Once the interminable, but pretty impressive, pre-match ceremonies were out of the way, and frankly it was quite a feat to get quite so many pipers and marching bands on just the one pitch; it turned into a strange old game.
It has been a while since England have played so limply. Within the first 10 minutes, they made 10 errors and although they put one or two passages of play together as the match wore on, it was never very convincing. Indeed, the first three England tries came from a lucky bounce, a refereeing howler, and a charge down respectively. Not quite the flowing style of rugby that they aspire to. It was only the sin-binning of Simon Taylor that allowed them to over-power Scotland on the way to creating the impressive score by Danny Grewcock.
At times it appeared that the world champions could not quite get their arousal levels high enough - but it all came a bit too easily. And in a sense it did, since without playing at all well, England somehow found themselves in a 20-6 lead with only half an hour of the game gone.
The match, as a contest, was over almost before it had begun. Sure, Scotland defended better than they did against Wales; but to say that is to almost damn them with faint praise. Granted, they created a bit of pressure and one or two chances early on but their back five are sadly lacking in class. For the neutral spectator to maintain a real interest, the Celts needed to get the rub of the green early on. And this they singularly failed to do.
Their cause was not helped by another bizarre refereeing performance by David McHugh, who seems increasingly to be developing his own particular interpretation of the law book.
England got the better of three or four very dubious decisions in the first 30 minutes and that was that.
So we were left to muse upon the contributions made by the new elements of Sir Clive's somewhat transitional England team.
Of the four non-World Cup final starters, Grewcock had, by far, the best game. He disrupted the Scottish line-out well, roamed menacingly about the field in defence and carried the ball up with relish. By some distance, he was my man of the match.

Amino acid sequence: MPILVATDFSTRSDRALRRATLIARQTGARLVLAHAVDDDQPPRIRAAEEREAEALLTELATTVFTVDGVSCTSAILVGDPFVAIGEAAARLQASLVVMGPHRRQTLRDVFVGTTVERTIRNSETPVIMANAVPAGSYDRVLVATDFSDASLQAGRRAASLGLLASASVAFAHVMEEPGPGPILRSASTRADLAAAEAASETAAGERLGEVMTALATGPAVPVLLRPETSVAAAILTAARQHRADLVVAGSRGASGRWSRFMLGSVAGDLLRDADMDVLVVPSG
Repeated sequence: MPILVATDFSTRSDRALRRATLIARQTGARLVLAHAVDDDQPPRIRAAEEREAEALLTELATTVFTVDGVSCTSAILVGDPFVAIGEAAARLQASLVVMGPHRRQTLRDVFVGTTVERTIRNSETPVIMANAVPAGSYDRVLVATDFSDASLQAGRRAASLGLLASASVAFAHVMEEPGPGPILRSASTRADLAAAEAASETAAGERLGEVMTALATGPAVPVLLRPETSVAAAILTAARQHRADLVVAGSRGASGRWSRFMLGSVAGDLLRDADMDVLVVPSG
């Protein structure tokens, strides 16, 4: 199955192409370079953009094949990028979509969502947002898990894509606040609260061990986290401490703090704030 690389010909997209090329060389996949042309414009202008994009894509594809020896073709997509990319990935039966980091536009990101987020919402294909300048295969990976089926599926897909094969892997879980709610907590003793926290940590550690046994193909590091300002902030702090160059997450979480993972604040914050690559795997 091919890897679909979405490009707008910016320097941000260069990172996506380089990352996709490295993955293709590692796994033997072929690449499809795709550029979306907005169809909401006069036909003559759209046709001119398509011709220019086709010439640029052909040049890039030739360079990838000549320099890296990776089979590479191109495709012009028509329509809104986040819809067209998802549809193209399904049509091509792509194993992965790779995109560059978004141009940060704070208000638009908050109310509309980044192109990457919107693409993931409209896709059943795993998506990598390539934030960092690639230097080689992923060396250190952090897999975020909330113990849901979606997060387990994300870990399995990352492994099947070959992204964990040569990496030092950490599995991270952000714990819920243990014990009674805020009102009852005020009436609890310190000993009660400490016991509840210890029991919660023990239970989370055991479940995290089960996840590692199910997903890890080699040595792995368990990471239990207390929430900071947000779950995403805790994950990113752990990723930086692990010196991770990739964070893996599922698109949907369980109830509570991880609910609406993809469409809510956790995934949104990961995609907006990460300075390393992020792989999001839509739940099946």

On his full debut, Chris Jones had a promising game - albeit out of position at blindside flanker. He is a wonderful, almost freakish athlete who is wasted holding short sides. Nevertheless, he charged down the odd kick, nicked the odd line-out and almost poached a good try. For someone who has played so little top class rugby, he looked very assured.
So far so good - but Andy Gomarsall will be disappointed by his performance. One hopes that he won't be discarded after what was, admittedly, not a great game by his recent standards. His pass was not as accurate as usual, he kicked away one or two good bits of possession unnecessarily, and he looked a bit out of sorts. But he is the form scrum-half in the Premiership and should be given an extended run in the team.
However, Iain Balshaw at full-back does not convince. For all his pace and evasive skill, his option taking is flawed. Time and again he fed Ben Cohen balls to kick when he could have made more ground himself. From his first-minute air kick, he looked jittery when put under pressure and with Jason Robinson playing outside centre, he is not being fed the early ball in wide channels on which he thrives.
To my mind, England look more balanced and threatening when Josh Lewsey is at full-back and Robinson is either on the wing or the bench.
There must be an argument for the introduction of the Leicester tiro Ollie Smith if neither Stuart Abbott or Mike Tindall are fit for the Ireland game.
It is a might churlish to be overly critical about such a comfortable away victory, but make no mistake, Scotland are very poor indeed. England have set themselves the very highest standards and they will not be pleased with yesterday's performance.
Nor should they be - for it was pretty mundane stuff. Bigger challenges lie ahead in the next few games and England will only get better.
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